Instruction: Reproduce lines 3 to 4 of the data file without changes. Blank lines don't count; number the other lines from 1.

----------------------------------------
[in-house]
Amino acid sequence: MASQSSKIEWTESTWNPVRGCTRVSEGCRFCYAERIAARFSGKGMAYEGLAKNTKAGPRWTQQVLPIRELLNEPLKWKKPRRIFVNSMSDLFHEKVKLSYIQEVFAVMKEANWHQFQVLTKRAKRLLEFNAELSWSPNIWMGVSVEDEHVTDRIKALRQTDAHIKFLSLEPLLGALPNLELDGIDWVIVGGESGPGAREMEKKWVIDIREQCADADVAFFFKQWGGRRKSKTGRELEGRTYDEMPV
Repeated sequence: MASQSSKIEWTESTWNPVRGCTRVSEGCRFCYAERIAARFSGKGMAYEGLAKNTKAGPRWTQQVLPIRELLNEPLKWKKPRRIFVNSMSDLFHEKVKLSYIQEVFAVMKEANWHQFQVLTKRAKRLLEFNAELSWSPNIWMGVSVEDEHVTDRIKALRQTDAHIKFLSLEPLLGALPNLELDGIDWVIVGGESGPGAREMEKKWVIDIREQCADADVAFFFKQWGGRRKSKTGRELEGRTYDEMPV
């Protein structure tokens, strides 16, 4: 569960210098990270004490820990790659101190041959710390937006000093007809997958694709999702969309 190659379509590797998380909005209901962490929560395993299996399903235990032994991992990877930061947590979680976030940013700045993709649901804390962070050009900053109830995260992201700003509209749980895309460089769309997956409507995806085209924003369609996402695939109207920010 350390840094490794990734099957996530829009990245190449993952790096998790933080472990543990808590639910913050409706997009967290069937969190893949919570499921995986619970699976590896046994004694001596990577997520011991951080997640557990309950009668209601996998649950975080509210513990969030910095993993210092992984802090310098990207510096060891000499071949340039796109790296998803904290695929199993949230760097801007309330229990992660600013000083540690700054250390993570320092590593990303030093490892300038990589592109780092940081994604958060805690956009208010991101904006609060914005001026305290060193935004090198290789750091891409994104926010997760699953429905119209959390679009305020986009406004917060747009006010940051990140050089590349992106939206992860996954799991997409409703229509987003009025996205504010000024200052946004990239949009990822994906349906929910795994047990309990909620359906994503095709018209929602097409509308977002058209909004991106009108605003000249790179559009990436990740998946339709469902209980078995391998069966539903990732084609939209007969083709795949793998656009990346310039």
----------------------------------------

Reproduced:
Repeated sequence: MASQSSKIEWTESTWNPVRGCTRVSEGCRFCYAERIAARFSGKGMAYEGLAKNTKAGPRWTQQVLPIRELLNEPLKWKKPRRIFVNSMSDLFHEKVKLSYIQEVFAVMKEANWHQFQVLTKRAKRLLEFNAELSWSPNIWMGVSVEDEHVTDRIKALRQTDAHIKFLSLEPLLGALPNLELDGIDWVIVGGESGPGAREMEKKWVIDIREQCADADVAFFFKQWGGRRKSKTGRELEGRTYDEMPV
């Protein structure tokens, strides 16, 4: 569960210098990270004490820990790659101190041959710390937006000093007809997958694709999702969309 190659379509590797998380909005209901962490929560395993299996399903235990032994991992990877930061947590979680976030940013700045993709649901804390962070050009900053109830995260992201700003509209749980895309460089769309997956409507995806085209924003369609996402695939109207920010 350390840094490794990734099957996530829009990245190449993952790096998790933080472990543990808590639910913050409706997009967290069937969190893949919570499921995986619970699976590896046994004694001596990577997520011991951080997640557990309950009668209601996998649950975080509210513990969030910095993993210092992984802090310098990207510096060891000499071949340039796109790296998803904290695929199993949230760097801007309330229990992660600013000083540690700054250390993570320092590593990303030093490892300038990589592109780092940081994604958060805690956009208010991101904006609060914005001026305290060193935004090198290789750091891409994104926010997760699953429905119209959390679009305020986009406004917060747009006010940051990140050089590349992106939206992860996954799991997409409703229509987003009025996205504010000024200052946004990239949009990822994906349906929910795994047990309990909620359906994503095709018209929602097409509308977002058209909004991106009108605003000249790179559009990436990740998946339709469902209980078995391998069966539903990732084609939209007969083709795949793998656009990346310039």